Director of the Natural History Museum, Dr Michael Dixon said: "We are extremely grateful for this generous donation, which represents a big step towards ambitious plans for our future, for both our science and our galleries."
The museum has received seven-figure gifts and donations from individuals and corporate partners in the past, but nothing on this scale. The museum is renaming a space at the Cromwell Road entrance Hintze Hall in honour of the donation.
– Sir Michael Hintze
Our gift recognises the museum's great value as a cultural and scientific institution, enjoyed by millions including ourselves.
We feel privileged to be able to make a contribution towards securing this centre of scientific knowledge and research for present and future generations.
The Natural History Museum is receiving a £5 million donation, the largest ever from an individual in its entire 133-year history. The sum is being given by asset management firm founder and chief executive Sir Michael Hintze and his wife Lady Hintze.
The donation will be used to maintain collections and for scientific research behind the scenes.
The Natural History Museum is set to receive a £5 million pound donation today.
The figure is the largest ever donated from an individual in the museum's 133 year history.
The donation has been made by Sir Michael Hintze and his wife, Lady Hintze.
Londoners will soon get the chance to see a preserved baby mammoth at the National History Museum. The Mammoth, found in Siberia in 2007, is little larger than a dog, and has been nicknamed Lyuba.
It is thought to have died 42,000 years ago while just a month old, and is the most comprehensive mammoth skeleton ever found. The mammoth is currently on display at the Shemanovsky Museum in Russia, but will move to London on May 23 for the three month exhibition.
48 live rare African tropical fish which were being transported from the Natural History Museum have been found, after going missing on a train journey. The fish were being transported from London to Hull, but were taken off the train by mistake at Peterborough.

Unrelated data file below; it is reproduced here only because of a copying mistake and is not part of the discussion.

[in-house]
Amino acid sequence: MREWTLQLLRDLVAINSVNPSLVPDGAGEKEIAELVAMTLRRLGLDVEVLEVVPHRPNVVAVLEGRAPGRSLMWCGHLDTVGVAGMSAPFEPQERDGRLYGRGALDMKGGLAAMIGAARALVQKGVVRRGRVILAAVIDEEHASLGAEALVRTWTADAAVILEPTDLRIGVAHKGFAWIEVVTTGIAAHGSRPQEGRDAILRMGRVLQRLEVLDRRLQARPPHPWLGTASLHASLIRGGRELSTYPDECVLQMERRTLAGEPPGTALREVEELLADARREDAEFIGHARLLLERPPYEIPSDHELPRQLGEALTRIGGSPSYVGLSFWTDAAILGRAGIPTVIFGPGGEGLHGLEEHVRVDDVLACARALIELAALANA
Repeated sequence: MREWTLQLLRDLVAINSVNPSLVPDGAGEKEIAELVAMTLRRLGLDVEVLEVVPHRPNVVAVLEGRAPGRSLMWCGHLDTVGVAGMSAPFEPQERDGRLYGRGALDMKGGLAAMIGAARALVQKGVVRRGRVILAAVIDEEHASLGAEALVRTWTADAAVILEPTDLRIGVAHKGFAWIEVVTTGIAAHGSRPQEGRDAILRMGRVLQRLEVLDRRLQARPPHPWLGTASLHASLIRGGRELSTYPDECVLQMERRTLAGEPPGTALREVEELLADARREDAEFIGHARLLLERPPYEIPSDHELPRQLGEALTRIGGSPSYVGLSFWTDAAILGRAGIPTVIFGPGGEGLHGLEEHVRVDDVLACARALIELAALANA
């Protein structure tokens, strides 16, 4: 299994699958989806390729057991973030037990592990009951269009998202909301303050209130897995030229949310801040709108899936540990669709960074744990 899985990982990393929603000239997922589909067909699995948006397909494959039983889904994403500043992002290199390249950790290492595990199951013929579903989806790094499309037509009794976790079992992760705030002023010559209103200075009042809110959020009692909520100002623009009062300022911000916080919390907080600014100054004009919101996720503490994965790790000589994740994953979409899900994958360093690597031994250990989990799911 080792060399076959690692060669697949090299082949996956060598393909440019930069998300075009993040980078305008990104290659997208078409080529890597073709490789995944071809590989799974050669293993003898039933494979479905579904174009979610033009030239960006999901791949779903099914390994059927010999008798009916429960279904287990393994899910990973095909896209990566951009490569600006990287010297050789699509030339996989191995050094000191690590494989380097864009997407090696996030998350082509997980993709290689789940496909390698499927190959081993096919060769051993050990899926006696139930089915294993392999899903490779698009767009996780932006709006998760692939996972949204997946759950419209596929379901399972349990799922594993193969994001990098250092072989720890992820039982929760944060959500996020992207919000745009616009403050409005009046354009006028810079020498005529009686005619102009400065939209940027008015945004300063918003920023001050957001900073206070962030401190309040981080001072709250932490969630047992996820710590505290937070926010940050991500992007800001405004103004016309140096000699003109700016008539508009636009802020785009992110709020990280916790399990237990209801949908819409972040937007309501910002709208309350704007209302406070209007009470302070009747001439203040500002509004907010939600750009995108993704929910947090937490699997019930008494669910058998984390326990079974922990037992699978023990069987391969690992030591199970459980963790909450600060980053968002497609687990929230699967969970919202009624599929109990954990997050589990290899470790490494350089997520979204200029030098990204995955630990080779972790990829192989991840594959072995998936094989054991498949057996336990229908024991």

The fish were being transported in a case to the University of Hull for research purposes by post-graduate scholar, Kai Winkelmann. But someone offloaded them at Peterborough.
Sergeant Steve Down said: "Mr Winkleman stressed time was of the essence to find the fish as they required specialist care and would very likely die if they weren't properly cared for in the next few hours.
"Officers quickly realised the scale of the problem and called BTP and rail staff colleagues at Peterborough and Kings Cross, and the fish were quickly tracked down at Peterborough, still alive."
Pioneering research by forensic scientists at King's College London could help police solve more murders where bodies have been dumped in suitcases. It focuses on how easily flies can reach the body through the zip of a bag.
The research aims to give detectives a better estimate for the victim's time of death. A word of warning, Emma Burrows' report contains pictures of the experiment.
The research means detectives are able to work out a better estimate for the victim's time of death - and to discovered whether the body has been moved. Jackie Sebier is a Detective Chief Inspector with the Metropolitan Police.